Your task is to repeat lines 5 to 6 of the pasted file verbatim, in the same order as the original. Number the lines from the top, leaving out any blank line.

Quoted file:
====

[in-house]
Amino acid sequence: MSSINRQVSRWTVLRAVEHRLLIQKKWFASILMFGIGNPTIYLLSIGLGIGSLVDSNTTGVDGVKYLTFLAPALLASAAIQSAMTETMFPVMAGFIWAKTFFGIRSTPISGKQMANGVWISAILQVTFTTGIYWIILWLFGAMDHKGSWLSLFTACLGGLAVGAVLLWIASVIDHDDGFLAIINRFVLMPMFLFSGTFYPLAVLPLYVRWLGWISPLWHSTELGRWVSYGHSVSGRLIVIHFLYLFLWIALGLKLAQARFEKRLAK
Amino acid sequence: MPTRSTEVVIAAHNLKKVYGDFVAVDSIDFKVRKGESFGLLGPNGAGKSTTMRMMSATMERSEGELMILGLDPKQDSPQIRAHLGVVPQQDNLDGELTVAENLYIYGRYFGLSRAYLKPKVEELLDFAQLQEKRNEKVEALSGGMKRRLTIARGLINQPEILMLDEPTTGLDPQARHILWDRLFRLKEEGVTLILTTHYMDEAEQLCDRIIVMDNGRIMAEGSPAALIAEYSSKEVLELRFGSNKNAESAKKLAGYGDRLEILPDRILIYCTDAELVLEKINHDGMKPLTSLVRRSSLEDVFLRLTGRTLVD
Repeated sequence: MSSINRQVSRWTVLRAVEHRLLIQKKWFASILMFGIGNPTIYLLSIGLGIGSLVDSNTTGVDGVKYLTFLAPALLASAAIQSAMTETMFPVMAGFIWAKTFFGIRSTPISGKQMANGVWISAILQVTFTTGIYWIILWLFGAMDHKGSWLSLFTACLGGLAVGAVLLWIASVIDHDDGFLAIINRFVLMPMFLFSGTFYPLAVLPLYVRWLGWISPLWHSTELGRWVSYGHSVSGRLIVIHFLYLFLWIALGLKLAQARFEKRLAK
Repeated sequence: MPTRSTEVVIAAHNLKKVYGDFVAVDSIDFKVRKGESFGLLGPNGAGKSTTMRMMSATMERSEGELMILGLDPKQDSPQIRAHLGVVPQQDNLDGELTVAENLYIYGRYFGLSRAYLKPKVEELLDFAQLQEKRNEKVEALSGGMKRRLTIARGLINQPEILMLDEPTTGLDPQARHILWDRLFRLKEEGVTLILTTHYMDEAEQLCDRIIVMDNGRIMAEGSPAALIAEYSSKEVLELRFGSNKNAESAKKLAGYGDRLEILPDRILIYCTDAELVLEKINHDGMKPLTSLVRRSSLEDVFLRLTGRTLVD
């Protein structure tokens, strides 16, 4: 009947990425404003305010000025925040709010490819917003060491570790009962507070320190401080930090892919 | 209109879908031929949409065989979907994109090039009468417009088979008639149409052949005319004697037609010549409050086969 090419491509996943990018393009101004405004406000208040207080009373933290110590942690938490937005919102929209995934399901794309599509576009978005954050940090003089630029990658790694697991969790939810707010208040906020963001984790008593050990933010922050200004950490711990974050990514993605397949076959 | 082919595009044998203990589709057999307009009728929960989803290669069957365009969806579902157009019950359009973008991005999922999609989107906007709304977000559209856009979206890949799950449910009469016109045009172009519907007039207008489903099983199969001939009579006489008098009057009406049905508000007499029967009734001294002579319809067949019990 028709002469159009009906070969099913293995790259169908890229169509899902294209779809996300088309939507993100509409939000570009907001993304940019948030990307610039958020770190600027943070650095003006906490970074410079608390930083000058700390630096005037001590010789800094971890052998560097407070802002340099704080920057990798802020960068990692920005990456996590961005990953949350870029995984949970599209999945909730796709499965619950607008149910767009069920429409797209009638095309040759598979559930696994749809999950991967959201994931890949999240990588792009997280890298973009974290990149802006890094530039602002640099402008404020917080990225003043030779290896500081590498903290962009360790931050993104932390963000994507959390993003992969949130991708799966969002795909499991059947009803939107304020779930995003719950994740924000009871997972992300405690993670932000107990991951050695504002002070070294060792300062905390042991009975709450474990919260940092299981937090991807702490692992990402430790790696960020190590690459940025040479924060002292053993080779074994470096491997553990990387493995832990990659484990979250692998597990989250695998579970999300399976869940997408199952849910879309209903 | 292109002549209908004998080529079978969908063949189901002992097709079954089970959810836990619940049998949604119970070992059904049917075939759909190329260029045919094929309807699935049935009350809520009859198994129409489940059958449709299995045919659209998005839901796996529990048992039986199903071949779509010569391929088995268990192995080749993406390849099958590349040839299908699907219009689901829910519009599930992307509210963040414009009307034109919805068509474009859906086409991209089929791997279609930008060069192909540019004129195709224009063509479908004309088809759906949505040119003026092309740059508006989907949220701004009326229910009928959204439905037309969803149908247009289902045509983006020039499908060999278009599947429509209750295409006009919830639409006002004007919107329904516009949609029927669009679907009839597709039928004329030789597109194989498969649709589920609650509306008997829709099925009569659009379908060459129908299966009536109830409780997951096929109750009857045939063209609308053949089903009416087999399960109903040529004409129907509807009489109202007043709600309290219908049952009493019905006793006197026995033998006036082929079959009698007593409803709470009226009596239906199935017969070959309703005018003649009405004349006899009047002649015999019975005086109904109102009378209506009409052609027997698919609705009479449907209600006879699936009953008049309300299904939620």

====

Repeated sequence: MPTRSTEVVIAAHNLKKVYGDFVAVDSIDFKVRKGESFGLLGPNGAGKSTTMRMMSATMERSEGELMILGLDPKQDSPQIRAHLGVVPQQDNLDGELTVAENLYIYGRYFGLSRAYLKPKVEELLDFAQLQEKRNEKVEALSGGMKRRLTIARGLINQPEILMLDEPTTGLDPQARHILWDRLFRLKEEGVTLILTTHYMDEAEQLCDRIIVMDNGRIMAEGSPAALIAEYSSKEVLELRFGSNKNAESAKKLAGYGDRLEILPDRILIYCTDAELVLEKINHDGMKPLTSLVRRSSLEDVFLRLTGRTLVD
């Protein structure tokens, strides 16, 4: 009947990425404003305010000025925040709010490819917003060491570790009962507070320190401080930090892919 | 209109879908031929949409065989979907994109090039009468417009088979008639149409052949005319004697037609010549409050086969 090419491509996943990018393009101004405004406000208040207080009373933290110590942690938490937005919102929209995934399901794309599509576009978005954050940090003089630029990658790694697991969790939810707010208040906020963001984790008593050990933010922050200004950490711990974050990514993605397949076959 | 082919595009044998203990589709057999307009009728929960989803290669069957365009969806579902157009019950359009973008991005999922999609989107906007709304977000559209856009979206890949799950449910009469016109045009172009519907007039207008489903099983199969001939009579006489008098009057009406049905508000007499029967009734001294002579319809067949019990 028709002469159009009906070969099913293995790259169908890229169509899902294209779809996300088309939507993100509409939000570009907001993304940019948030990307610039958020770190600027943070650095003006906490970074410079608390930083000058700390630096005037001590010789800094971890052998560097407070802002340099704080920057990798802020960068990692920005990456996590961005990953949350870029995984949970599209999945909730796709499965619950607008149910767009069920429409797209009638095309040759598979559930696994749809999950991967959201994931890949999240990588792009997280890298973009974290990149802006890094530039602002640099402008404020917080990225003043030779290896500081590498903290962009360790931050993104932390963000994507959390993003992969949130991708799966969002795909499991059947009803939107304020779930995003719950994740924000009871997972992300405690993670932000107990991951050695504002002070070294060792300062905390042991009975709450474990919260940092299981937090991807702490692992990402430790790696960020190590690459940025040479924060002292053993080779074994470096491997553990990387493995832990990659484990979250692998597990989250695998579970999300399976869940997408199952849910879309209903 | 292109002549209908004998080529079978969908063949189901002992097709079954089970959810836990619940049998949604119970070992059904049917075939759909190329260029045919094929309807699935049935009350809520009859198994129409489940059958449709299995045919659209998005839901796996529990048992039986199903071949779509010569391929088995268990192995080749993406390849099958590349040839299908699907219009689901829910519009599930992307509210963040414009009307034109919805068509474009859906086409991209089929791997279609930008060069192909540019004129195709224009063509479908004309088809759906949505040119003026092309740059508006989907949220701004009326229910009928959204439905037309969803149908247009289902045509983006020039499908060999278009599947429509209750295409006009919830639409006002004007919107329904516009949609029927669009679907009839597709039928004329030789597109194989498969649709589920609650509306008997829709099925009569659009379908060459129908299966009536109830409780997951096929109750009857045939063209609308053949089903009416087999399960109903040529004409129907509807009489109202007043709600309290219908049952009493019905006793006197026995033998006036082929079959009698007593409803709470009226009596239906199935017969070959309703005018003649009405004349006899009047002649015999019975005086109904109102009378209506009409052609027997698919609705009479449907209600006879699936009953008049309300299904939620």